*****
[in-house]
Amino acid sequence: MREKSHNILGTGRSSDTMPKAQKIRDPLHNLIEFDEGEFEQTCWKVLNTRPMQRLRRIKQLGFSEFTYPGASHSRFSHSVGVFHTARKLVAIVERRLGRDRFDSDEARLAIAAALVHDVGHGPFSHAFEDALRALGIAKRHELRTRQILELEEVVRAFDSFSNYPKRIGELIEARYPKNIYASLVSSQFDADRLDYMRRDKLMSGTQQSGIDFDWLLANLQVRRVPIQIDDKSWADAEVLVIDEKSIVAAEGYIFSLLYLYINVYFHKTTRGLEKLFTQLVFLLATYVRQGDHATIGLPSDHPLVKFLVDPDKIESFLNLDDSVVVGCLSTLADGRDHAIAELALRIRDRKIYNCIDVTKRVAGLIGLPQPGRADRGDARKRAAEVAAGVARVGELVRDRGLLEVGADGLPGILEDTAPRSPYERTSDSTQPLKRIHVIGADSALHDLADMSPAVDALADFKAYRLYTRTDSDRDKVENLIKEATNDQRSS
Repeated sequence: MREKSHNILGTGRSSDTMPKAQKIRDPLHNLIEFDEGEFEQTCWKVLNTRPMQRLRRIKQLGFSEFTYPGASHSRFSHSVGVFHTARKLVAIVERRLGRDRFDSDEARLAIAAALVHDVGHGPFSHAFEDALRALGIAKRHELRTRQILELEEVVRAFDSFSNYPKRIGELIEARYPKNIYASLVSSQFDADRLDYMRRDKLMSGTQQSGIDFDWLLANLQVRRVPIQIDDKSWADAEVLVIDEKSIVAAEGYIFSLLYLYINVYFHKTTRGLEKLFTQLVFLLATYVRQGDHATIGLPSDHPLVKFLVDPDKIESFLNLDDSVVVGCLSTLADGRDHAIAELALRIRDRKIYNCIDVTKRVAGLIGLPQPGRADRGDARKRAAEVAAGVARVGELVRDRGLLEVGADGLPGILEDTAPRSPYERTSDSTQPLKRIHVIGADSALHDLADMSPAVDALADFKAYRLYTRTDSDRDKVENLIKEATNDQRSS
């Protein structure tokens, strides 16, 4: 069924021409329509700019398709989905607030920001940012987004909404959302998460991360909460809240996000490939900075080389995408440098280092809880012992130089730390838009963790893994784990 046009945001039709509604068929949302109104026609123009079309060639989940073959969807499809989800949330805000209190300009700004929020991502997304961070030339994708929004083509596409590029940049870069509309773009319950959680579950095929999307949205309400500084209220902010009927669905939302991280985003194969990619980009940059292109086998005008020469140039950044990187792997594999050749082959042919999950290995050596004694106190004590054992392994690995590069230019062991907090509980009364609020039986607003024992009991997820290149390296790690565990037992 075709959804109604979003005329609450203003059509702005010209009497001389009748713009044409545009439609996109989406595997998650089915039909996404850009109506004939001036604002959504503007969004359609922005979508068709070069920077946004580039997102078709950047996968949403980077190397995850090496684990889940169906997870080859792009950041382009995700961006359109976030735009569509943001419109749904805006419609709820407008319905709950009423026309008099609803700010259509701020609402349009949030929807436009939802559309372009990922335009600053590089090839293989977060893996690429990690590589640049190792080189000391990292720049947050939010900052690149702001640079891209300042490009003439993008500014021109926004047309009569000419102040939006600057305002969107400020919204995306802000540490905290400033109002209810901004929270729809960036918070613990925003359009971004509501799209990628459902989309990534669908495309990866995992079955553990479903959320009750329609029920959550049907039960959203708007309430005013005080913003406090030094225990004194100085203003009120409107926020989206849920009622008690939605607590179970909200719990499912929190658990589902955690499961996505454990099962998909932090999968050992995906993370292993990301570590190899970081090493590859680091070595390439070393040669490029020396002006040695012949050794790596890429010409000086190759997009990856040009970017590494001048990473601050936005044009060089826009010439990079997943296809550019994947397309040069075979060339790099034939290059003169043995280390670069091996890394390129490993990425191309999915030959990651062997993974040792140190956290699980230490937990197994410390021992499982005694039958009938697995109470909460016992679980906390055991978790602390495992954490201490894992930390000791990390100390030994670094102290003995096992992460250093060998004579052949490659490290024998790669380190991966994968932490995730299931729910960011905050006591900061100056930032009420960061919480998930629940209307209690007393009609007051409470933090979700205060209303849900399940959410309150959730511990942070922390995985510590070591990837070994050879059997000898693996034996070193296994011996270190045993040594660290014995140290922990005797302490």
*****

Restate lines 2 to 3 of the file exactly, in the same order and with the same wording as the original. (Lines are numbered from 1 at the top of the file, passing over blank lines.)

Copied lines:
Amino acid sequence: MREKSHNILGTGRSSDTMPKAQKIRDPLHNLIEFDEGEFEQTCWKVLNTRPMQRLRRIKQLGFSEFTYPGASHSRFSHSVGVFHTARKLVAIVERRLGRDRFDSDEARLAIAAALVHDVGHGPFSHAFEDALRALGIAKRHELRTRQILELEEVVRAFDSFSNYPKRIGELIEARYPKNIYASLVSSQFDADRLDYMRRDKLMSGTQQSGIDFDWLLANLQVRRVPIQIDDKSWADAEVLVIDEKSIVAAEGYIFSLLYLYINVYFHKTTRGLEKLFTQLVFLLATYVRQGDHATIGLPSDHPLVKFLVDPDKIESFLNLDDSVVVGCLSTLADGRDHAIAELALRIRDRKIYNCIDVTKRVAGLIGLPQPGRADRGDARKRAAEVAAGVARVGELVRDRGLLEVGADGLPGILEDTAPRSPYERTSDSTQPLKRIHVIGADSALHDLADMSPAVDALADFKAYRLYTRTDSDRDKVENLIKEATNDQRSS
Repeated sequence: MREKSHNILGTGRSSDTMPKAQKIRDPLHNLIEFDEGEFEQTCWKVLNTRPMQRLRRIKQLGFSEFTYPGASHSRFSHSVGVFHTARKLVAIVERRLGRDRFDSDEARLAIAAALVHDVGHGPFSHAFEDALRALGIAKRHELRTRQILELEEVVRAFDSFSNYPKRIGELIEARYPKNIYASLVSSQFDADRLDYMRRDKLMSGTQQSGIDFDWLLANLQVRRVPIQIDDKSWADAEVLVIDEKSIVAAEGYIFSLLYLYINVYFHKTTRGLEKLFTQLVFLLATYVRQGDHATIGLPSDHPLVKFLVDPDKIESFLNLDDSVVVGCLSTLADGRDHAIAELALRIRDRKIYNCIDVTKRVAGLIGLPQPGRADRGDARKRAAEVAAGVARVGELVRDRGLLEVGADGLPGILEDTAPRSPYERTSDSTQPLKRIHVIGADSALHDLADMSPAVDALADFKAYRLYTRTDSDRDKVENLIKEATNDQRSS